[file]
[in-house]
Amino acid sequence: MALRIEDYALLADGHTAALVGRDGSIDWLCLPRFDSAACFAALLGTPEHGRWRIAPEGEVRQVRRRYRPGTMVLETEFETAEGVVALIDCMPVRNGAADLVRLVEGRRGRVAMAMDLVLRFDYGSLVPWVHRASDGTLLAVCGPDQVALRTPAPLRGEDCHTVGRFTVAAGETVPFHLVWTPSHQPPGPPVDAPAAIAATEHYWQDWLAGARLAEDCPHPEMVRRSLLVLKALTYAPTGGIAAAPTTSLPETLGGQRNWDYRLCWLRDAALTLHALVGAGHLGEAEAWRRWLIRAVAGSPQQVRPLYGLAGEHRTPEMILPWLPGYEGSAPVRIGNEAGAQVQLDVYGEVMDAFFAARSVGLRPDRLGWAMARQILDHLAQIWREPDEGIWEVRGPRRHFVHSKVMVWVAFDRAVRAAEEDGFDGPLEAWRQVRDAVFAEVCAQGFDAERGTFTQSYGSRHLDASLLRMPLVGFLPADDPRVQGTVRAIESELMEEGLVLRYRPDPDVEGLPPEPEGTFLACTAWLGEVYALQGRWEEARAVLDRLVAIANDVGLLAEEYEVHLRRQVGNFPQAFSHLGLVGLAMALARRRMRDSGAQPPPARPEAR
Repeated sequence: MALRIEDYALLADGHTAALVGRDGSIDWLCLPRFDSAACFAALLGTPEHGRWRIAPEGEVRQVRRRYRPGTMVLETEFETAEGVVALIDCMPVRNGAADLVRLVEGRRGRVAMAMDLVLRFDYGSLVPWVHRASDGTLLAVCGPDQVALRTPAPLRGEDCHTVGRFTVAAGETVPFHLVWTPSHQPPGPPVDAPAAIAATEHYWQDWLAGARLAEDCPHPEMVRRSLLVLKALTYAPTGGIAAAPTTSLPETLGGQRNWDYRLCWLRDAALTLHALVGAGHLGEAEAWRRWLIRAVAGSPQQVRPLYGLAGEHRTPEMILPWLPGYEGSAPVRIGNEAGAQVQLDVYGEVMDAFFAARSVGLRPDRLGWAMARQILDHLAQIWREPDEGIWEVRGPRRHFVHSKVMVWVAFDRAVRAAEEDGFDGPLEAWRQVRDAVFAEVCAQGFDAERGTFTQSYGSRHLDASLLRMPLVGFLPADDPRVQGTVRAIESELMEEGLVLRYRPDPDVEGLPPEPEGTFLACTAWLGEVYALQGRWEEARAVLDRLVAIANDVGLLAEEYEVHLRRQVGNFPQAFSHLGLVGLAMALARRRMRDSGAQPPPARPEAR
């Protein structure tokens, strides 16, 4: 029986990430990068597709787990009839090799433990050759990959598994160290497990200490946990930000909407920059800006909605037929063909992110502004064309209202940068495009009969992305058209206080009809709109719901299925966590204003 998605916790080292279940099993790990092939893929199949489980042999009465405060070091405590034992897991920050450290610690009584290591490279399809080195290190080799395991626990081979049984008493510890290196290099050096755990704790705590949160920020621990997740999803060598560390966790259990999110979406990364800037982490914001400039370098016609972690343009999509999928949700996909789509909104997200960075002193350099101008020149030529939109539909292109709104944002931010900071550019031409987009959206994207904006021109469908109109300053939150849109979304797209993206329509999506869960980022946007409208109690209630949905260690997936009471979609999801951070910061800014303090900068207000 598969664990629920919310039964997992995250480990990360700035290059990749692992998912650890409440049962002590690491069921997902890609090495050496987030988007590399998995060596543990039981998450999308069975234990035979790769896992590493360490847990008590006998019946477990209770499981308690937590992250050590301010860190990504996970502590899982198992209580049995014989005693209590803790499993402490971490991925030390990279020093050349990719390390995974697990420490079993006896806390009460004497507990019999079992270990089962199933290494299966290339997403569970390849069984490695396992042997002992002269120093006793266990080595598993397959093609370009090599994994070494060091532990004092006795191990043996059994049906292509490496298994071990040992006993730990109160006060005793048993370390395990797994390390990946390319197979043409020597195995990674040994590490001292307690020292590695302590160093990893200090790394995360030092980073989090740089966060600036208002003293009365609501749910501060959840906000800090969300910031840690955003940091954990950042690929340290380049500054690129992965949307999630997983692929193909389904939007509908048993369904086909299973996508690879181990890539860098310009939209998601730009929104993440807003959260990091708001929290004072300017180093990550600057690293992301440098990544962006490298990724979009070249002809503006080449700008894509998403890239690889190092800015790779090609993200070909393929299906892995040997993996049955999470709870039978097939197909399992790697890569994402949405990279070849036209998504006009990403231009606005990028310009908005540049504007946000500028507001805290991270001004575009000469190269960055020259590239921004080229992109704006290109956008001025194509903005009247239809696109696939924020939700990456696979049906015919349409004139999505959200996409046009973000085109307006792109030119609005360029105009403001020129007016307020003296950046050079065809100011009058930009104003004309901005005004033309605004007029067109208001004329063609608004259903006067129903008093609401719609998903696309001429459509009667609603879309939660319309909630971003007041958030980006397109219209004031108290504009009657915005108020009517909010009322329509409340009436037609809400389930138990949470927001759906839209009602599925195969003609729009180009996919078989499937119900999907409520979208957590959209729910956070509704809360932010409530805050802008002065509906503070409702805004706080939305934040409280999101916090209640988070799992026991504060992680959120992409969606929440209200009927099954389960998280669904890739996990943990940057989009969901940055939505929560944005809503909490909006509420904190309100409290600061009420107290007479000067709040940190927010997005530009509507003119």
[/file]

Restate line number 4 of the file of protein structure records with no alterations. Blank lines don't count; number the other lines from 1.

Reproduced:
């Protein structure tokens, strides 16, 4: 029986990430990068597709787990009839090799433990050759990959598994160290497990200490946990930000909407920059800006909605037929063909992110502004064309209202940068495009009969992305058209206080009809709109719901299925966590204003 998605916790080292279940099993790990092939893929199949489980042999009465405060070091405590034992897991920050450290610690009584290591490279399809080195290190080799395991626990081979049984008493510890290196290099050096755990704790705590949160920020621990997740999803060598560390966790259990999110979406990364800037982490914001400039370098016609972690343009999509999928949700996909789509909104997200960075002193350099101008020149030529939109539909292109709104944002931010900071550019031409987009959206994207904006021109469908109109300053939150849109979304797209993206329509999506869960980022946007409208109690209630949905260690997936009471979609999801951070910061800014303090900068207000 598969664990629920919310039964997992995250480990990360700035290059990749692992998912650890409440049962002590690491069921997902890609090495050496987030988007590399998995060596543990039981998450999308069975234990035979790769896992590493360490847990008590006998019946477990209770499981308690937590992250050590301010860190990504996970502590899982198992209580049995014989005693209590803790499993402490971490991925030390990279020093050349990719390390995974697990420490079993006896806390009460004497507990019999079992270990089962199933290494299966290339997403569970390849069984490695396992042997002992002269120093006793266990080595598993397959093609370009090599994994070494060091532990004092006795191990043996059994049906292509490496298994071990040992006993730990109160006060005793048993370390395990797994390390990946390319197979043409020597195995990674040994590490001292307690020292590695302590160093990893200090790394995360030092980073989090740089966060600036208002003293009365609501749910501060959840906000800090969300910031840690955003940091954990950042690929340290380049500054690129992965949307999630997983692929193909389904939007509908048993369904086909299973996508690879181990890539860098310009939209998601730009929104993440807003959260990091708001929290004072300017180093990550600057690293992301440098990544962006490298990724979009070249002809503006080449700008894509998403890239690889190092800015790779090609993200070909393929299906892995040997993996049955999470709870039978097939197909399992790697890569994402949405990279070849036209998504006009990403231009606005990028310009908005540049504007946000500028507001805290991270001004575009000469190269960055020259590239921004080229992109704006290109956008001025194509903005009247239809696109696939924020939700990456696979049906015919349409004139999505959200996409046009973000085109307006792109030119609005360029105009403001020129007016307020003296950046050079065809100011009058930009104003004309901005005004033309605004007029067109208001004329063609608004259903006067129903008093609401719609998903696309001429459509009667609603879309939660319309909630971003007041958030980006397109219209004031108290504009009657915005108020009517909010009322329509409340009436037609809400389930138990949470927001759906839209009602599925195969003609729009180009996919078989499937119900999907409520979208957590959209729910956070509704809360932010409530805050802008002065509906503070409702805004706080939305934040409280999101916090209640988070799992026991504060992680959120992409969606929440209200009927099954389960998280669904890739996990943990940057989009969901940055939505929560944005809503909490909006509420904190309100409290600061009420107290007479000067709040940190927010997005530009509507003119």